These are not reassuring words and with a gestation period of between 2 and 21 days perfectly well people can begin to display symptoms quite some time after having contracted the virus, people who have traveled from elsewhere. So frightening is this outbreak that the world bank is allocating $200 million in emergency assistance to nations attempting to contain the disease. But can it be contained and is it only in Africa where public response is less than logical?
The Center For Disease Control Steps Up
The panic, alas, is beginning to spread. A woman dies at Gatwick airport having traveled from the effected (perhaps infected) region and the tabloids scream in horror, US aid workers with the disease are transferred back to the US for treatment (under strict quarantine) and Donald Trump tweets “The U.S. Cannot allow EBOLA infected people back. People that go to far away places to help out are great – but must suffer the consequences.” Sentiments he probably considers one of a range of smart strategies to get him elected president.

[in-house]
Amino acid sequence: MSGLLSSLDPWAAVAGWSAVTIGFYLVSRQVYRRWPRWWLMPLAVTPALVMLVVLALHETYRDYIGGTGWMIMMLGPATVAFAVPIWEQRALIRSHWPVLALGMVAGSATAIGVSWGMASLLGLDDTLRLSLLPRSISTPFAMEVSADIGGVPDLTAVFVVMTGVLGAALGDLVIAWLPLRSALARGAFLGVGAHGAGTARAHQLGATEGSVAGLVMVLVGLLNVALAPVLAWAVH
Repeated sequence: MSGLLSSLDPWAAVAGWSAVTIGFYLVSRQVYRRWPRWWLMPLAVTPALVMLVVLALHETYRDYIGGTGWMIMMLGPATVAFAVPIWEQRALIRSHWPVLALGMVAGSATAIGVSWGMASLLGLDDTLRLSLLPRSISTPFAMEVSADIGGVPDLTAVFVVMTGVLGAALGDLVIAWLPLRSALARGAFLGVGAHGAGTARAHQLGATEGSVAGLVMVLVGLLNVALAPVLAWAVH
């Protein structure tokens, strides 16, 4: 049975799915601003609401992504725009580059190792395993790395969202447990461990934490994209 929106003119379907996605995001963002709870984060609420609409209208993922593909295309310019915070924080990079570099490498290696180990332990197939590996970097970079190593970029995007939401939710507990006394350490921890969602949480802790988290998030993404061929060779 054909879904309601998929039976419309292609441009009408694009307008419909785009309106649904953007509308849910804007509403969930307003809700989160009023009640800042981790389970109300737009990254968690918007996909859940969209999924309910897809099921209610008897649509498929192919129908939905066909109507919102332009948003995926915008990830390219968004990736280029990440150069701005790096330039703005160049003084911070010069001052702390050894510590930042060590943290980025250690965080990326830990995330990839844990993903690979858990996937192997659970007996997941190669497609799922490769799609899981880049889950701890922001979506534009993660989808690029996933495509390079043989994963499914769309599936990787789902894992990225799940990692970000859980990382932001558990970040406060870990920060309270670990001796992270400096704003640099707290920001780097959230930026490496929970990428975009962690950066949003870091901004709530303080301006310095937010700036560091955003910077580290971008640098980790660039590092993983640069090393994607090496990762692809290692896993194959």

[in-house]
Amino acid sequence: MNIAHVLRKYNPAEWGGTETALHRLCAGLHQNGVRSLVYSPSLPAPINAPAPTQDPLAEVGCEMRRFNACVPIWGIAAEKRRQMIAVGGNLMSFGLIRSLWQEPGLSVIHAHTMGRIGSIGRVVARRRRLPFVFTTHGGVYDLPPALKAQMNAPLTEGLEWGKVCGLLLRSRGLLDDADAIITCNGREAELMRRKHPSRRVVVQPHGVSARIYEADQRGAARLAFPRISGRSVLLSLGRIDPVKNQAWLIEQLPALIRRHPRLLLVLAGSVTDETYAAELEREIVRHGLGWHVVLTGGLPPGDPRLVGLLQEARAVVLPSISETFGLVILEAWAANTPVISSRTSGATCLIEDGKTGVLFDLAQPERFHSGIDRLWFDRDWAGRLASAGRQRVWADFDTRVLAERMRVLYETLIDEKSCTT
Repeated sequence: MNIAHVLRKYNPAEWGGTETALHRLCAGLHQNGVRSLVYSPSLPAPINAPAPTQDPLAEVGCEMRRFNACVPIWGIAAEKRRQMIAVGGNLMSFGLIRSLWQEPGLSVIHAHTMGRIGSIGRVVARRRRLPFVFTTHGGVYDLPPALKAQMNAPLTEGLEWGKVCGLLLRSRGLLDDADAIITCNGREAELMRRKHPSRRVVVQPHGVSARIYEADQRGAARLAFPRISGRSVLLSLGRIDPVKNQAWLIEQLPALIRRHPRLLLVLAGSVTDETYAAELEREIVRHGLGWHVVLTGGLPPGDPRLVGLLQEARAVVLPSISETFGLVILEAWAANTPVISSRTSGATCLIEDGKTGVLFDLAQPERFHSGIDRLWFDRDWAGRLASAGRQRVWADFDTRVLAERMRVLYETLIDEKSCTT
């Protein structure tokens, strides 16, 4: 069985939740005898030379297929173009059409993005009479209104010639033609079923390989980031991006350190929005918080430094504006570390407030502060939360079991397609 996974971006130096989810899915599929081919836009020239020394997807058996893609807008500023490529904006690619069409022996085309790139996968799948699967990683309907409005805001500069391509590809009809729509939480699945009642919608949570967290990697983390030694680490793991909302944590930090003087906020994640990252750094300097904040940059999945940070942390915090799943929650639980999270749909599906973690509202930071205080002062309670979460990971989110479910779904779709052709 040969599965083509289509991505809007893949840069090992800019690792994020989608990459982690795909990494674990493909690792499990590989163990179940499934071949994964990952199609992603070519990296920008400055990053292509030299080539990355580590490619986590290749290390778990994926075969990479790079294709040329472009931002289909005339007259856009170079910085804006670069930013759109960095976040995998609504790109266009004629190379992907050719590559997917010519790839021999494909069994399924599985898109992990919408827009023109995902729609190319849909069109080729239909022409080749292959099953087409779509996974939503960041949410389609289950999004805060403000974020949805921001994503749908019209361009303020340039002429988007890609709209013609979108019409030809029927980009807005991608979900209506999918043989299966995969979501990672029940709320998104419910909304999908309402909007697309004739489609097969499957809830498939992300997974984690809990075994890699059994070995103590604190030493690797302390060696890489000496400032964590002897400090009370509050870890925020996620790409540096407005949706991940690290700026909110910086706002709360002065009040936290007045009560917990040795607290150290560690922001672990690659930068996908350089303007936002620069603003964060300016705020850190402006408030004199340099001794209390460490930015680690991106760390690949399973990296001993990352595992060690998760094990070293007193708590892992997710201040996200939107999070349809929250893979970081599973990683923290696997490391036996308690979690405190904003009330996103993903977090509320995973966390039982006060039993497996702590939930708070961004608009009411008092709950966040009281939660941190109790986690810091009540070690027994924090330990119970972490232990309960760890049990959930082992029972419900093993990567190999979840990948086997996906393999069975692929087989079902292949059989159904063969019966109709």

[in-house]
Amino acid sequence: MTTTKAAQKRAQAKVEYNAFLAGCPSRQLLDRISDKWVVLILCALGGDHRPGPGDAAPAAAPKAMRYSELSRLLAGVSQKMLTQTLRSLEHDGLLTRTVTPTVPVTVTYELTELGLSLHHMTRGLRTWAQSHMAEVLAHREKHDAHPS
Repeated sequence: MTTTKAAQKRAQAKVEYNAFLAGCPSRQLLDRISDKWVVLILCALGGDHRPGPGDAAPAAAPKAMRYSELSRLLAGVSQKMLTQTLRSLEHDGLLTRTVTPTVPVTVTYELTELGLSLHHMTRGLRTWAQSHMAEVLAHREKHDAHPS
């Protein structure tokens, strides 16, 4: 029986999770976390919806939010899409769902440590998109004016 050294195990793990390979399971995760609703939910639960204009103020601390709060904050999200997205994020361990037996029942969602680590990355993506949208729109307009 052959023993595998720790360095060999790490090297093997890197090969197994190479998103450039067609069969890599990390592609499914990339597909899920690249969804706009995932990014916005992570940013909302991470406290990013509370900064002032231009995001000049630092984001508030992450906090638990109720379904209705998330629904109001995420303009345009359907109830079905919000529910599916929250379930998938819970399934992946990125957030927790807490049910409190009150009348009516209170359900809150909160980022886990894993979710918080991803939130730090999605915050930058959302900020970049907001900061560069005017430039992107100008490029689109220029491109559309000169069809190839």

The CDC, center for disease control, exists in various forms in nearly all major countries from China to the US, and all of them are working around the clock to ensure this outbreak isn’t spread around the world. They recommend that should a passenger on an aircraft display symptoms they should be immediately separated from the rest of the passengers (tricky in a full airliner) provided with a surgical mask to minimize droplet-in-air infection possibility and only be touched by impermeable gloves.
Airports around the world are readying themselves to have to quarantine people who appear to display symptoms. “We are in a position to ensure that public health is protected. If [U.S. Customs and Border Protection] officers do recognize an individual who appears to be exhibiting some of these symptoms, there are facilities at these ports of entry – at these airports – where these individuals can be quarantined and evaluated by medical personnel.” said the White House mirroring statements made by other governments.